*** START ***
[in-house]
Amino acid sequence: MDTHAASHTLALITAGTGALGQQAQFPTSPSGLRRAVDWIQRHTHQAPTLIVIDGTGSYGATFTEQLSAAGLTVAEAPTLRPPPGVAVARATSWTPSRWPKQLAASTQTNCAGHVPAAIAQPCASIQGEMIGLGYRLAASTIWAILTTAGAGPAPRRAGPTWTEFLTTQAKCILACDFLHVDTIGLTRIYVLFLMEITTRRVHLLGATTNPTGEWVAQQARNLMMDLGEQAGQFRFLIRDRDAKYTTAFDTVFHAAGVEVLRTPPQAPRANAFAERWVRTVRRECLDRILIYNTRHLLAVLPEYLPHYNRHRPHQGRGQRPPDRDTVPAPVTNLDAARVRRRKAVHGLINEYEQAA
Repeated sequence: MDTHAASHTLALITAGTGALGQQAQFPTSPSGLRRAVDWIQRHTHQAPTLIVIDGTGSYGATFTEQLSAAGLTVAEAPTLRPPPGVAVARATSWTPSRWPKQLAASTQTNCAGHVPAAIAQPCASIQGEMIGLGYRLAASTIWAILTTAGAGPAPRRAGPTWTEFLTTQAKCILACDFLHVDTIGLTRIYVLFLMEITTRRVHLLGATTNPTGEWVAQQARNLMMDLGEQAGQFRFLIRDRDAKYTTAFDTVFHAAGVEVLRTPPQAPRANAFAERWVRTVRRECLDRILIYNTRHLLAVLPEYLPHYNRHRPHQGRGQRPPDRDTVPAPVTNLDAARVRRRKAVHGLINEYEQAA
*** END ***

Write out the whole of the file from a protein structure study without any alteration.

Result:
[in-house]
Amino acid sequence: MDTHAASHTLALITAGTGALGQQAQFPTSPSGLRRAVDWIQRHTHQAPTLIVIDGTGSYGATFTEQLSAAGLTVAEAPTLRPPPGVAVARATSWTPSRWPKQLAASTQTNCAGHVPAAIAQPCASIQGEMIGLGYRLAASTIWAILTTAGAGPAPRRAGPTWTEFLTTQAKCILACDFLHVDTIGLTRIYVLFLMEITTRRVHLLGATTNPTGEWVAQQARNLMMDLGEQAGQFRFLIRDRDAKYTTAFDTVFHAAGVEVLRTPPQAPRANAFAERWVRTVRRECLDRILIYNTRHLLAVLPEYLPHYNRHRPHQGRGQRPPDRDTVPAPVTNLDAARVRRRKAVHGLINEYEQAA
Repeated sequence: MDTHAASHTLALITAGTGALGQQAQFPTSPSGLRRAVDWIQRHTHQAPTLIVIDGTGSYGATFTEQLSAAGLTVAEAPTLRPPPGVAVARATSWTPSRWPKQLAASTQTNCAGHVPAAIAQPCASIQGEMIGLGYRLAASTIWAILTTAGAGPAPRRAGPTWTEFLTTQAKCILACDFLHVDTIGLTRIYVLFLMEITTRRVHLLGATTNPTGEWVAQQARNLMMDLGEQAGQFRFLIRDRDAKYTTAFDTVFHAAGVEVLRTPPQAPRANAFAERWVRTVRRECLDRILIYNTRHLLAVLPEYLPHYNRHRPHQGRGQRPPDRDTVPAPVTNLDAARVRRRKAVHGLINEYEQAA